To install click the Add extension button. That's it.

The source code for the WIKI 2 extension is being checked by specialists of the Mozilla Foundation, Google, and Apple. You could also do it yourself at any point in time.

Kelly Slayton
Congratulations on this excellent venture… what a great idea!
Alexander Grigorievskiy
I use WIKI 2 every day and almost forgot how the original Wikipedia looks like.
Live Statistics
English Articles
Improved in 24 Hours
Added in 24 Hours
What we do. Every page goes through several hundred of perfecting techniques; in live mode. Quite the same Wikipedia. Just better.

Focke-Wulf Fw 56

From Wikipedia, the free encyclopedia

Fw 56
Bundesarchiv Bild 146-2007-0107, Focke-Wulf Fw 56 "Stösser".jpg
Focke-Wulf Fw 56
Role Advanced Trainer
Manufacturer Focke-Wulf
First flight November 1933
Primary user Luftwaffe
Number built ~1000
Developed into Focke-Wulf Fw 159
Focke-Wulf Fw 56 of the Spanish Republican Air Force training facility at El Carmolí in 1937
Focke-Wulf Fw 56 of the Spanish Republican Air Force training facility at El Carmolí in 1937

The Focke-Wulf Fw 56 Stösser (German : goshawk) was a single-engine, parasol monoplane advanced trainer, built in the 1930s in Germany.


The Fw 56 was developed, in accordance with a request by the Reich Air Ministry for an advanced fighter trainer, by Kurt Tank, chief engineer with Focke-Wulf. It was also considered for possible use as a home defence fighter.

The first prototype flew for the first time in November 1933. A second prototype had some modifications made to the fuselage, and metal rather than wooden wings for flight testing. The third prototype, which flew in February 1934, reverted to the wooden wing and satisfied the technical designers.

After comparison flights in 1935 against its two competitors - the Arado Ar 76 and the Heinkel He 74 - the Air Ministry ordered production to begin. About 1,000 aircraft were built, mostly used by Germany, though numbers were used by Austria and Hungary. A few were sold for private use, for instance to Gerd Achgelis, who later founded the helicopter company Focke-Achgelis with Henrich Focke.

Ernst Udet, an advocate of the use of dive bombers, tested the second prototype - Fw 56 V2 - in this role, and on his recommendation, the development of dive bombers was given greater attention.


The Fw 56 was a parasol-wing monoplane aircraft with a fuselage of steel tube construction, clad in metal at the front, and canvas elsewhere. The wing was of wood, covered mostly in plywood, while the trailing edge was fabric-covered. The fixed conventional undercarriage consisted of two cantilever main legs and a tailskid. The aircraft was powered by an air-cooled Argus inline engine and intended as a single-seat advanced trainer for the fledgling pilot trainee to transition to from the Bucher primary trainer. In addition, for its secondary role as an emergency fighter as well as aiding aspiring fighter pilot trainees in conversion, it was fitted with 2 fixed cowl-mounted 7.9mm MG17 machine guns as well as a removable ventral rack for 3 10kg bombs (inert practice bombs or, in the event, light antipersonnel fragmentation bombs)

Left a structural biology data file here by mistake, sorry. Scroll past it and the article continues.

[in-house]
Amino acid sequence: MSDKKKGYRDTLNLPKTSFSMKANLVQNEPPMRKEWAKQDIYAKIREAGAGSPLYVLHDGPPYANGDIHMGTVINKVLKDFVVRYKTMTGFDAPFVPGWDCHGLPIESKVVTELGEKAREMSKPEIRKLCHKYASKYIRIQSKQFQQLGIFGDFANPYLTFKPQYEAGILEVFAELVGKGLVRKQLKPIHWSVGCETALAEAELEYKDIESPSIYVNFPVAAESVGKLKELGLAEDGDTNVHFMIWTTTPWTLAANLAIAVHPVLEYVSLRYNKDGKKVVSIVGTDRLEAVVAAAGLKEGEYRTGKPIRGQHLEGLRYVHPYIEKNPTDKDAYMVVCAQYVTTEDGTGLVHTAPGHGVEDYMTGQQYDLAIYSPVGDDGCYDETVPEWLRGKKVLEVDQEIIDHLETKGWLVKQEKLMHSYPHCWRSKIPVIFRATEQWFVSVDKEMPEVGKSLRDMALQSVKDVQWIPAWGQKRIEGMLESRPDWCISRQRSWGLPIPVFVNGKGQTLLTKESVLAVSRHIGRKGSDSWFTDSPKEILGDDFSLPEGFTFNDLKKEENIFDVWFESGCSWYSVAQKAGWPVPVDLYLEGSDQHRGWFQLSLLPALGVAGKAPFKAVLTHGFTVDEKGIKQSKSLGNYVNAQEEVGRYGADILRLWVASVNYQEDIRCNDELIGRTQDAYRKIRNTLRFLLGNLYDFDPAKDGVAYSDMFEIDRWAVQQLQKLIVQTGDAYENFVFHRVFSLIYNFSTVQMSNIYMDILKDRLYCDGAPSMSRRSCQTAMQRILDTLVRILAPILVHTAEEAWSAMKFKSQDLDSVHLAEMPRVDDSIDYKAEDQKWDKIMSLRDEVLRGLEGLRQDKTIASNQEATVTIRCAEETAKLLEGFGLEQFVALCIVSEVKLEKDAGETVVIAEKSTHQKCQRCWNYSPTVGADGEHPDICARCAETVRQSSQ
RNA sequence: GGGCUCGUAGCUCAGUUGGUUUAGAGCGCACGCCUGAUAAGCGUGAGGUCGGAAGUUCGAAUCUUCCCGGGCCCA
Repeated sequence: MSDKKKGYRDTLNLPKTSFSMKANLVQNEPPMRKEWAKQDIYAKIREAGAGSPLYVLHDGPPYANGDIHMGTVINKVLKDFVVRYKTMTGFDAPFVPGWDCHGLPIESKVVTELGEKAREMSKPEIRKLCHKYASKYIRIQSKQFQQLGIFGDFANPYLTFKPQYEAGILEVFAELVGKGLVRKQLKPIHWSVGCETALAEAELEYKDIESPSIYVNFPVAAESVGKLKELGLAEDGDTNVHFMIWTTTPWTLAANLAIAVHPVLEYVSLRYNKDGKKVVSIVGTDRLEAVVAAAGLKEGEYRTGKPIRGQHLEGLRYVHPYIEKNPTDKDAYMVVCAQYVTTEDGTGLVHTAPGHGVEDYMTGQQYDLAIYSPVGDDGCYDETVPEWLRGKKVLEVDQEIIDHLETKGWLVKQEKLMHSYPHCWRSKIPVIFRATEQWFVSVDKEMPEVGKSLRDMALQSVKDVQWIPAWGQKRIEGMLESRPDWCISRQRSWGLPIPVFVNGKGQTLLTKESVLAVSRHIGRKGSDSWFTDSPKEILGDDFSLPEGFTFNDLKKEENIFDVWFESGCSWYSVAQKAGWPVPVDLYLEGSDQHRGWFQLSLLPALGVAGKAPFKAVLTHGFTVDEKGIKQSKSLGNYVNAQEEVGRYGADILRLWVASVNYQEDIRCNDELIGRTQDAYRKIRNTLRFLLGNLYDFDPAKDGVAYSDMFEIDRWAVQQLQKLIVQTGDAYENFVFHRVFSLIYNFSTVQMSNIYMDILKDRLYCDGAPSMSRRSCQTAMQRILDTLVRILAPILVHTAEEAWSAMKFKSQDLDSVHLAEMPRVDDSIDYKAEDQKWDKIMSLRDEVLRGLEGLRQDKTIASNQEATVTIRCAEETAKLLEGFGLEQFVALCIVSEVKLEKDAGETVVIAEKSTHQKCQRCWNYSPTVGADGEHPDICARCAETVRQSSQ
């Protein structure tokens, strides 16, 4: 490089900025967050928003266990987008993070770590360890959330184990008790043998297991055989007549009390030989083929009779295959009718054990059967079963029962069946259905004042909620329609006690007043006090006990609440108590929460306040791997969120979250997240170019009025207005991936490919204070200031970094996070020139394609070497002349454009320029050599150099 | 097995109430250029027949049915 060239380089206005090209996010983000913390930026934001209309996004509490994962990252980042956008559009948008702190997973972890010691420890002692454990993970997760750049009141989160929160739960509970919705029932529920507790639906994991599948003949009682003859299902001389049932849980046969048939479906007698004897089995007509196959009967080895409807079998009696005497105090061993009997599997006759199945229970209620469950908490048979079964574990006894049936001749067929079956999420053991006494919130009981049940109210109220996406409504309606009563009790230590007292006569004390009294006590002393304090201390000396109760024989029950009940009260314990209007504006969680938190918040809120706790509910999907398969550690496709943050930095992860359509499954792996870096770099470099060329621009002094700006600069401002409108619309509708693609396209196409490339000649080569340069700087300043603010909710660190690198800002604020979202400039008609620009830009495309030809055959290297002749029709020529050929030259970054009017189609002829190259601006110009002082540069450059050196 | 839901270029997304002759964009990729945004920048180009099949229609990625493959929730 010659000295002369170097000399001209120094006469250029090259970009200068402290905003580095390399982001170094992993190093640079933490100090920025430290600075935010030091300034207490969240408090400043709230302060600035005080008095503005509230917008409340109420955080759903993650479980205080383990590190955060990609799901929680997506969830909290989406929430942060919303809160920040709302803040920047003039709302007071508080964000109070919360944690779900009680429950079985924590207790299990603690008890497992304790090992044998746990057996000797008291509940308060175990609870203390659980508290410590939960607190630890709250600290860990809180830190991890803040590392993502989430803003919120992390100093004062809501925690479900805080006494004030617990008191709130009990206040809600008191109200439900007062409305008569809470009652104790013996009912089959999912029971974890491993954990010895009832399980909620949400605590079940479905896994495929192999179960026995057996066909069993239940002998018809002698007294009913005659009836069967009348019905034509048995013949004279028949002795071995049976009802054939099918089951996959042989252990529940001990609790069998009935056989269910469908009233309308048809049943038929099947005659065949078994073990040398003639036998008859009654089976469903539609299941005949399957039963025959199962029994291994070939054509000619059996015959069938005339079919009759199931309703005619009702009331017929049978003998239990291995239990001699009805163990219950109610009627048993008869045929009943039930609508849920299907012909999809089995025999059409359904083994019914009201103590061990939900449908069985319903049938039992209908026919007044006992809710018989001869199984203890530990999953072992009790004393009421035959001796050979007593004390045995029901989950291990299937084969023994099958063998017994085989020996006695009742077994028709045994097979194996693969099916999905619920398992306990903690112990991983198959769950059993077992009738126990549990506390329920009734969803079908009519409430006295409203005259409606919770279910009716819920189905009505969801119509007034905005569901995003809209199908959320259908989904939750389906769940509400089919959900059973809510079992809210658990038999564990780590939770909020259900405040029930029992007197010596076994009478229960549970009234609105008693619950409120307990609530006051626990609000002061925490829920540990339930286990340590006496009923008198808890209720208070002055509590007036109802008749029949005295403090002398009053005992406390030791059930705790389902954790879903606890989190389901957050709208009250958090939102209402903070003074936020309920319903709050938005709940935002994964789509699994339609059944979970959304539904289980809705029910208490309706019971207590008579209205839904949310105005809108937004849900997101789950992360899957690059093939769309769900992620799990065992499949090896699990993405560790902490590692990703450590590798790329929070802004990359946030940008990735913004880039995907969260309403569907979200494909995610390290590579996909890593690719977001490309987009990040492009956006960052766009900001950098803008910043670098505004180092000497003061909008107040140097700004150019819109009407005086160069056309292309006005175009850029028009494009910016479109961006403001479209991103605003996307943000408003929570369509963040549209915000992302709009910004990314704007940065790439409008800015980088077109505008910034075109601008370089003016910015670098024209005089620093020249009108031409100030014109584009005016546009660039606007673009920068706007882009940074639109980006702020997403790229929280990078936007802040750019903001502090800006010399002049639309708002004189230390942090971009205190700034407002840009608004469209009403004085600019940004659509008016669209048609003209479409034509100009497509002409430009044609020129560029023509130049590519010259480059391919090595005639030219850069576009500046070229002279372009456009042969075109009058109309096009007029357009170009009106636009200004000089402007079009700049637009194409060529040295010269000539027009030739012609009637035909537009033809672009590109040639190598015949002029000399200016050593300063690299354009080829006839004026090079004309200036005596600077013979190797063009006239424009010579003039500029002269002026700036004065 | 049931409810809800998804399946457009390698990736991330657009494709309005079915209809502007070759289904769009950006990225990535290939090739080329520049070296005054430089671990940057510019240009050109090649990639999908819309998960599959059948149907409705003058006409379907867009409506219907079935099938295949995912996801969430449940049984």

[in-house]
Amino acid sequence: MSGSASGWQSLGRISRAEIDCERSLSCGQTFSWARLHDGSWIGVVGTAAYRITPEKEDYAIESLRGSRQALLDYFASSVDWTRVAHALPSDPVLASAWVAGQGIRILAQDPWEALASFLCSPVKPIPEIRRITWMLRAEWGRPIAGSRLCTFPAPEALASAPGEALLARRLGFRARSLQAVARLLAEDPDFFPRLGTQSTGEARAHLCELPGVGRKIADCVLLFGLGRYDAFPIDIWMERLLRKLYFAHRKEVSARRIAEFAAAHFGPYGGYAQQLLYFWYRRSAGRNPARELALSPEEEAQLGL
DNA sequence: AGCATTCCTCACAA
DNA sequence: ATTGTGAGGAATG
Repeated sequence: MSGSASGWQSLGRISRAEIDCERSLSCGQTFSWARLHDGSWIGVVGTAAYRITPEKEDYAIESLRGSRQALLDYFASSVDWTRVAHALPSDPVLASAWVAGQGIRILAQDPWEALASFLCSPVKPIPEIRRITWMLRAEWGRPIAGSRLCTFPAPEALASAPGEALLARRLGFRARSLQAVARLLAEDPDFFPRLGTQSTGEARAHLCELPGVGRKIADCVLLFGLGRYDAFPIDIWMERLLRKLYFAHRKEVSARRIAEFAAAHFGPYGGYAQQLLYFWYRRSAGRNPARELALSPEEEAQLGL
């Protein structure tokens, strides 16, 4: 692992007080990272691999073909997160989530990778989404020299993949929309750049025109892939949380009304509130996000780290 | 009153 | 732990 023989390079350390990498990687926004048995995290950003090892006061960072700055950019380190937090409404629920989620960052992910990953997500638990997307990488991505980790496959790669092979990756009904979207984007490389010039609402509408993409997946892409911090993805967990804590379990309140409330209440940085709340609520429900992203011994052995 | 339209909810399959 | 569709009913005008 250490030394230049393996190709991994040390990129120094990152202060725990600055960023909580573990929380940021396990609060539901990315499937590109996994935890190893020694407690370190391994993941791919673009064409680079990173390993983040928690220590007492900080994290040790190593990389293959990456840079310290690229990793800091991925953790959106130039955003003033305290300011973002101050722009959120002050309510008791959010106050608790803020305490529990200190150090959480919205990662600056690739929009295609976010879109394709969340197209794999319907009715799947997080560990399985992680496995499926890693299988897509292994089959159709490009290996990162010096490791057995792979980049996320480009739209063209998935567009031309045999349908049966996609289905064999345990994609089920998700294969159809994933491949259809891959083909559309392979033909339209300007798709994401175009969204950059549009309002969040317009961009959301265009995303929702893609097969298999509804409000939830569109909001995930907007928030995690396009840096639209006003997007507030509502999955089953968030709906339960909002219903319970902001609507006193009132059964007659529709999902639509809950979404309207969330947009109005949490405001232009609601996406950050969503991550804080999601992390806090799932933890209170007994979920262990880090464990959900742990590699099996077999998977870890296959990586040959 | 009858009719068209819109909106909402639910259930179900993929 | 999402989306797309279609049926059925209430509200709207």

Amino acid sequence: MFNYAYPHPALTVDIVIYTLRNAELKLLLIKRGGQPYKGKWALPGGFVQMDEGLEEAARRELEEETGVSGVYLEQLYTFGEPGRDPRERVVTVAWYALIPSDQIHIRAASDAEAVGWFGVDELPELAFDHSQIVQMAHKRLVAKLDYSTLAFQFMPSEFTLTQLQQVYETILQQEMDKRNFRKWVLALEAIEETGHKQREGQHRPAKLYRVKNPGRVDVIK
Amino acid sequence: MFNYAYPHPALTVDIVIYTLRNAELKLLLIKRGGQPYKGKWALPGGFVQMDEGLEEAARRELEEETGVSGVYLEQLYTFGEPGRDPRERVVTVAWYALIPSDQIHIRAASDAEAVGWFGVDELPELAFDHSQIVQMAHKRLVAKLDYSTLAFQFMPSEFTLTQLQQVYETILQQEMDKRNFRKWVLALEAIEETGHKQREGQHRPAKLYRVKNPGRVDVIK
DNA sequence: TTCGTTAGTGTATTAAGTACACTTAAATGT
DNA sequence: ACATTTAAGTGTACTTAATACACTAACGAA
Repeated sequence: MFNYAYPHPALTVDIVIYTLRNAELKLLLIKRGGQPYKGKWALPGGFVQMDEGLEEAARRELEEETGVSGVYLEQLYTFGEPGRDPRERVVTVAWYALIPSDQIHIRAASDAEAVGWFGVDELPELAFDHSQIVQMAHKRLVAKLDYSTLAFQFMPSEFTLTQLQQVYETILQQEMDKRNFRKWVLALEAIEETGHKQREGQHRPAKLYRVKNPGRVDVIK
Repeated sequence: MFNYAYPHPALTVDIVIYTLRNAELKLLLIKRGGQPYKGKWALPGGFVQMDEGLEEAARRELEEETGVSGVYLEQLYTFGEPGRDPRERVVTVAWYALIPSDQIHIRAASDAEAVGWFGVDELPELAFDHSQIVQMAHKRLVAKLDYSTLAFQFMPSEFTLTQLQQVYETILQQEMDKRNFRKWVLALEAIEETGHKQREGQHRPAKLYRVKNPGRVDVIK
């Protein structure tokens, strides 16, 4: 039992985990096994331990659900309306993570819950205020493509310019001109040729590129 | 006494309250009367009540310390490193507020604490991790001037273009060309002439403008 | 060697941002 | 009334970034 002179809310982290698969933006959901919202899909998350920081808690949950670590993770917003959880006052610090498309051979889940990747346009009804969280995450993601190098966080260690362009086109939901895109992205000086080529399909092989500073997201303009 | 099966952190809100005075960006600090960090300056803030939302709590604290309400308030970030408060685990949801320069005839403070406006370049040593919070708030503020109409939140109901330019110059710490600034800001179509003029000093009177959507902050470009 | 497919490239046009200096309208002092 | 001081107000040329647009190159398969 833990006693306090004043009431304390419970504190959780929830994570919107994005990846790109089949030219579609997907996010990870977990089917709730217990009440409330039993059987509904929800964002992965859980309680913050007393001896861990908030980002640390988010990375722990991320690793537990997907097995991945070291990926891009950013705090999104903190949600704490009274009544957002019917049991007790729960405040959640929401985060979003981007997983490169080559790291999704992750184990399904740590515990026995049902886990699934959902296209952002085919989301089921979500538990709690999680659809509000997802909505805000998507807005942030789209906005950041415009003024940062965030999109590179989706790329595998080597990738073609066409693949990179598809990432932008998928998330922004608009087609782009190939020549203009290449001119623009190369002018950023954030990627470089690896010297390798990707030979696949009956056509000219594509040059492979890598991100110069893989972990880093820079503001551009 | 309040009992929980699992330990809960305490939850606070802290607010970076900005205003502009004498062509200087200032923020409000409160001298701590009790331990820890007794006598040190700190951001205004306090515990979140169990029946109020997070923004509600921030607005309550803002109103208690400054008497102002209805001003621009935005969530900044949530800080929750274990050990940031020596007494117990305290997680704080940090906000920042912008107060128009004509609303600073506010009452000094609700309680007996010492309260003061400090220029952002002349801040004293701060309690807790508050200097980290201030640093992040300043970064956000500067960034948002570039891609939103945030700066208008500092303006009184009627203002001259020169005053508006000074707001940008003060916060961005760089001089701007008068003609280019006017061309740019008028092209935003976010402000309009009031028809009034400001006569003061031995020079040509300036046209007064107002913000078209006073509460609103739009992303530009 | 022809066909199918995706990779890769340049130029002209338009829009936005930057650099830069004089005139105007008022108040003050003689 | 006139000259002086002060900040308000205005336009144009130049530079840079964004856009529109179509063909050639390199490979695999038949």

• Fw 56a : First prototype.
  • Fw 56 V2 : Second prototype.
  • Fw 56 V3 : Third prototype.
  • Fw 56A-0 : Three preproduction aircraft.
  • Fw 56A-1 : Single-seat advanced trainer. Main production version.


  • Bolivian Air Force (1936 ex D-IBAE)
 Spanish Republic

Specifications (Fw 56A-1)

Focke-Wulf Fw 56
Focke-Wulf Fw 56

Data from Die Deutsche Luftrüstung 1933-1945[2]

General characteristics

  • Crew: one
  • Length: 7.6 m (24 ft 11 in)
  • Wingspan: 10.5 m (34 ft 5 in)
  • Height: 2.6 m (8 ft 6 in)
  • Wing area: 14 m2 (150 sq ft)
  • Empty weight: 755 kg (1,664 lb)
  • Gross weight: 985 kg (2,172 lb)
  • Powerplant: 1 × Argus As 10C inverted V-8 air-cooled piston engine, 176.5 kW (236.7 hp) (converted from PS)


  • Maximum speed: 278 km/h (173 mph, 150 kn) at sea level
  • Cruise speed: 255 km/h (158 mph, 138 kn)
  • Landing speed: 90 km/h (56 mph)
  • Range: 385 km (239 mi, 208 nmi)
  • Service ceiling: 6,200 m (20,300 ft)
  • Rate of climb: 8.42 m/s (1,657 ft/min)
  • Time to altitude: 1,000 m (3,281 ft) in 2.2 minutes


See also

Related development

Aircraft of comparable role, configuration and era

Related lists


  1. ^ "Spanish Civil War Aircraft". Retrieved 2011-06-14.
  2. ^ Nowarra, Heinz J. (1993). Die Deutsche Luftrüstung 1933-1945 : Band 2 Flugzeugtypen Erla-Heinkel. 2 (1st ed.). Switzerland: Bernard & Graefe Verlag. pp. 57–59 & 264–265. ISBN 3 7637 5466 0.

External links

This page was last edited on 9 November 2019, at 14:37
Basis of this page is in Wikipedia. Text is available under the CC BY-SA 3.0 Unported License. Non-text media are available under their specified licenses. Wikipedia® is a registered trademark of the Wikimedia Foundation, Inc. WIKI 2 is an independent company and has no affiliation with Wikimedia Foundation.